New Proposed Class Action Over “Organic Dehydrated Cane Juice Solids”
As previously covered on this blog, a claim against Whole Foods involving the term “evaporated cane juice” (ECJ) was dismissed from the “Food Court” (i.e., the Northern District of California) in 2015 because inconsistencies in the plaintiff’s statements and actions make it implausible that he was misled to believe that “juice” means “healthy” or that ECJ is a healthy unrefined sugar. We also reported that cases against other defendants alleging the use of ECJ is misleading on various product labels were put on hold while the Food and Drug Administration (FDA) worked to finalize relevant guidance.
As covered here, FDA released final guidance on May 25, 2016, reaffirming the Agency’s view that sweeteners derived from sugar cane should not be declared on food labels as “evaporated cane juice” and that the term is “false or misleading because it suggests that the sweetener is ‘juice’ or is made from ‘juice’ and does not reveal that its basic nature and characterizing properties are those of a sugar.” Now a proposed class of consumers have alleged in a federal lawsuit, filed in New York on November 15, 2019, that they were misled by the term “organic dehydrated cane juice solids” in the ingredients statements on Whole Foods’ instant oatmeal labels. According to the plaintiffs, the oatmeal labels use a term that is comparable to evaporated cane juice and similarly suggest that the ingredient at issue came from a fruit or vegetable, such as berries that are featured prominently on the front of the package.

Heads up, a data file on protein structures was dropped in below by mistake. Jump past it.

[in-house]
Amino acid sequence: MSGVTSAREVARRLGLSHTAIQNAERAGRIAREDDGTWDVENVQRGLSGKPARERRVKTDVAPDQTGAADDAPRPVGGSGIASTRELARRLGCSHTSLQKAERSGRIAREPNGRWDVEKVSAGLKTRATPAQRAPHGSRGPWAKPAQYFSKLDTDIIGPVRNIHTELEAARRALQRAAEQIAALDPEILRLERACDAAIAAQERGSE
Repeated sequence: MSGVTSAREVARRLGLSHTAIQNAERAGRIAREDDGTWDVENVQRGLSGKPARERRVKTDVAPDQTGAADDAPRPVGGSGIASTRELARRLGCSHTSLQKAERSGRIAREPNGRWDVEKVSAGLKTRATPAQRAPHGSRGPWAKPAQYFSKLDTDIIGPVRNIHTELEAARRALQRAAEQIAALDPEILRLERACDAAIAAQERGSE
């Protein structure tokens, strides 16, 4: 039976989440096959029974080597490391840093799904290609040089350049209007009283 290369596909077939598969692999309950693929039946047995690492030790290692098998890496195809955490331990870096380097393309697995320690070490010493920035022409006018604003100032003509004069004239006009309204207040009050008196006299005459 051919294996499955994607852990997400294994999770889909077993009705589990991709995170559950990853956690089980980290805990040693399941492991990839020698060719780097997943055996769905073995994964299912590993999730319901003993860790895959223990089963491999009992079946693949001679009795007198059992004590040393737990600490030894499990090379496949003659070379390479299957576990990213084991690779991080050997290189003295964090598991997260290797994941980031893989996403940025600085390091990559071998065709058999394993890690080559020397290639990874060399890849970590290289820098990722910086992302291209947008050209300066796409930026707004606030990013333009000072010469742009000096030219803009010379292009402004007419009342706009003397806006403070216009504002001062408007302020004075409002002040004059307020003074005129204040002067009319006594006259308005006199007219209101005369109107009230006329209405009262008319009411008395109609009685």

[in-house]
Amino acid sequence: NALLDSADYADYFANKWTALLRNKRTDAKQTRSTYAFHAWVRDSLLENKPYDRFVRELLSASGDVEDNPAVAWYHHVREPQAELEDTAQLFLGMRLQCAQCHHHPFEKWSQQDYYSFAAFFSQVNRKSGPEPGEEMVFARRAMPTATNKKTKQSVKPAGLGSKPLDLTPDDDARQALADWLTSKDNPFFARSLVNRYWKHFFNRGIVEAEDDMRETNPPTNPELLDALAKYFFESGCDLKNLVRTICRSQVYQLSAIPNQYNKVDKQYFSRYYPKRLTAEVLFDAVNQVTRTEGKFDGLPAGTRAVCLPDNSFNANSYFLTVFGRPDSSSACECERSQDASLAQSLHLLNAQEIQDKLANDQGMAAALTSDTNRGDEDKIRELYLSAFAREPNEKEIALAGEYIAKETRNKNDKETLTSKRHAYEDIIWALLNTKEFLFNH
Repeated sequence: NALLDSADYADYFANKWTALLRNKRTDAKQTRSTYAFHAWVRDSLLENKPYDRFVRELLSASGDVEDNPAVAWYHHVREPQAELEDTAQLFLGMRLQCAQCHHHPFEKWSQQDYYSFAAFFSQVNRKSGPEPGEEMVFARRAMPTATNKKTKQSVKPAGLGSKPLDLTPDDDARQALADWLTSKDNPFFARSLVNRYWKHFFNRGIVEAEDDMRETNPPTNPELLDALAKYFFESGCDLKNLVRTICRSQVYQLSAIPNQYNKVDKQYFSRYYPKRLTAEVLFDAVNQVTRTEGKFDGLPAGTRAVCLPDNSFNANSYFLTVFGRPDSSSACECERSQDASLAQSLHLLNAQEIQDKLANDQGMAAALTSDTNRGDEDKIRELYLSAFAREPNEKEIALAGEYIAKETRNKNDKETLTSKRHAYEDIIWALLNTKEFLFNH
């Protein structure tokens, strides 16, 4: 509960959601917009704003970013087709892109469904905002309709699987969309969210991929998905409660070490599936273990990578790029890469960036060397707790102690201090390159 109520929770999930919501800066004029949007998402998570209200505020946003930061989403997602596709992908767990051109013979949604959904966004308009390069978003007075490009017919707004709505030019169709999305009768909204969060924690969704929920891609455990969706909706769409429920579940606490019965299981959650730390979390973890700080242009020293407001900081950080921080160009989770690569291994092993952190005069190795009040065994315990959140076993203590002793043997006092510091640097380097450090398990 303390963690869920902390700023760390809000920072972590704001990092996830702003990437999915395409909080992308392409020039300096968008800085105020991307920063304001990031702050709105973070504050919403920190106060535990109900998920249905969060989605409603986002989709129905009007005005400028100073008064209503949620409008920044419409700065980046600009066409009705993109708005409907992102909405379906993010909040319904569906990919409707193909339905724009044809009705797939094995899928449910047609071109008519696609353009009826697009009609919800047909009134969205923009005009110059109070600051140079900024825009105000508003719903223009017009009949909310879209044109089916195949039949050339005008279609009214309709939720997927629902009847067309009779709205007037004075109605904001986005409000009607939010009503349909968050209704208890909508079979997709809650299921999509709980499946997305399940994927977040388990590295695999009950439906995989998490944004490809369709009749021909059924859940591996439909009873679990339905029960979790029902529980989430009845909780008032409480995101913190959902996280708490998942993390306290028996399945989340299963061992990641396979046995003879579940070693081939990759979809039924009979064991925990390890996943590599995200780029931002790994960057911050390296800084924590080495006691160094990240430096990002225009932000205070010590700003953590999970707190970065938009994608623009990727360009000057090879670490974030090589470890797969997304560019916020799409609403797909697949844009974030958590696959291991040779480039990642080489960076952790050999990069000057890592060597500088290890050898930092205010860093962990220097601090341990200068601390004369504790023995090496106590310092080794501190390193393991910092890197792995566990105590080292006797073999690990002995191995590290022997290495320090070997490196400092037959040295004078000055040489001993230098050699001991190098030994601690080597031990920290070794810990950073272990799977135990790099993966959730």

The plaintiffs in this new lawsuit are seeking unspecified damages and an injunction against the use of the allegedly misleading ingredient statement. The request for an injunction could be moot, however, as it appears that all of the sweetened instant oatmeal products on Whole Foods’ website currently list “cane sugar” or “organic cane sugar,” rather than any variation of “cane juice,” in the ingredient statements.